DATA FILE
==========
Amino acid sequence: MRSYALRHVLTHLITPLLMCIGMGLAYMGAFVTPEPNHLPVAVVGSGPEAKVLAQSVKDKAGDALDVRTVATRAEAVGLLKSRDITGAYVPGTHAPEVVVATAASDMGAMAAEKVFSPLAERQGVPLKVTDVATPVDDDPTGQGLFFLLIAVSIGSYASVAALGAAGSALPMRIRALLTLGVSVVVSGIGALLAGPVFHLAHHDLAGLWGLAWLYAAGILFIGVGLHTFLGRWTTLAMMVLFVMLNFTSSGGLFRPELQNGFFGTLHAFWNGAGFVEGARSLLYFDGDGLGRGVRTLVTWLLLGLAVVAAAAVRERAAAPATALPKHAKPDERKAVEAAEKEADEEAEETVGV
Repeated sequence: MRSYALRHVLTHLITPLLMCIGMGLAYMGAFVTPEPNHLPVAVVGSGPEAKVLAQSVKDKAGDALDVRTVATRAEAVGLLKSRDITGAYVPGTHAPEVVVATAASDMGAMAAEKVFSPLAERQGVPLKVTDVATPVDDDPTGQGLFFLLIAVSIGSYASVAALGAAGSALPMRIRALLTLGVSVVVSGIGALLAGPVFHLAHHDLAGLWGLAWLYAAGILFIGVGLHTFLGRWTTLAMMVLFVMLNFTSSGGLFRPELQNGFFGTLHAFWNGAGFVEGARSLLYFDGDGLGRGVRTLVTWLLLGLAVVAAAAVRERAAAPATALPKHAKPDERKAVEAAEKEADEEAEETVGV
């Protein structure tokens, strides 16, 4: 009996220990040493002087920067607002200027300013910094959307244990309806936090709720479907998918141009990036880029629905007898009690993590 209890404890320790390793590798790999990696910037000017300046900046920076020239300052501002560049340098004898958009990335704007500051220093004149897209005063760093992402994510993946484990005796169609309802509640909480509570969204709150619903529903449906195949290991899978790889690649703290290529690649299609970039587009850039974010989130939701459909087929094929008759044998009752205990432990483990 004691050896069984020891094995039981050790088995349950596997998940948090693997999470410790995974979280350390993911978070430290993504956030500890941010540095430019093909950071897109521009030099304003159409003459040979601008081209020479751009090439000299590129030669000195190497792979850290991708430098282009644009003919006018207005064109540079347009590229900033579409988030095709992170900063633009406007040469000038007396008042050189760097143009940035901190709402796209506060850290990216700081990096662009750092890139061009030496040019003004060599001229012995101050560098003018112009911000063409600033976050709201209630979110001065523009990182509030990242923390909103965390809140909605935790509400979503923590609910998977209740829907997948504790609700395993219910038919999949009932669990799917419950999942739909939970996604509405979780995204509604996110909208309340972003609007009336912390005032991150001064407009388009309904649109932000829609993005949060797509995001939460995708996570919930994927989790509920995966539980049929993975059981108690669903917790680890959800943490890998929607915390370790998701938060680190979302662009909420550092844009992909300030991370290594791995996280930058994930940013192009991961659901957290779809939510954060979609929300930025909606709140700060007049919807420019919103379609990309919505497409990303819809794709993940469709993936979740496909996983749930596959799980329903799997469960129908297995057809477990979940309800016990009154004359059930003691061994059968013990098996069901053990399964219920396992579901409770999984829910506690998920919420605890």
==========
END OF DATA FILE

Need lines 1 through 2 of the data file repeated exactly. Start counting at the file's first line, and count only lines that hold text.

Amino acid sequence: MRSYALRHVLTHLITPLLMCIGMGLAYMGAFVTPEPNHLPVAVVGSGPEAKVLAQSVKDKAGDALDVRTVATRAEAVGLLKSRDITGAYVPGTHAPEVVVATAASDMGAMAAEKVFSPLAERQGVPLKVTDVATPVDDDPTGQGLFFLLIAVSIGSYASVAALGAAGSALPMRIRALLTLGVSVVVSGIGALLAGPVFHLAHHDLAGLWGLAWLYAAGILFIGVGLHTFLGRWTTLAMMVLFVMLNFTSSGGLFRPELQNGFFGTLHAFWNGAGFVEGARSLLYFDGDGLGRGVRTLVTWLLLGLAVVAAAAVRERAAAPATALPKHAKPDERKAVEAAEKEADEEAEETVGV
Repeated sequence: MRSYALRHVLTHLITPLLMCIGMGLAYMGAFVTPEPNHLPVAVVGSGPEAKVLAQSVKDKAGDALDVRTVATRAEAVGLLKSRDITGAYVPGTHAPEVVVATAASDMGAMAAEKVFSPLAERQGVPLKVTDVATPVDDDPTGQGLFFLLIAVSIGSYASVAALGAAGSALPMRIRALLTLGVSVVVSGIGALLAGPVFHLAHHDLAGLWGLAWLYAAGILFIGVGLHTFLGRWTTLAMMVLFVMLNFTSSGGLFRPELQNGFFGTLHAFWNGAGFVEGARSLLYFDGDGLGRGVRTLVTWLLLGLAVVAAAAVRERAAAPATALPKHAKPDERKAVEAAEKEADEEAEETVGV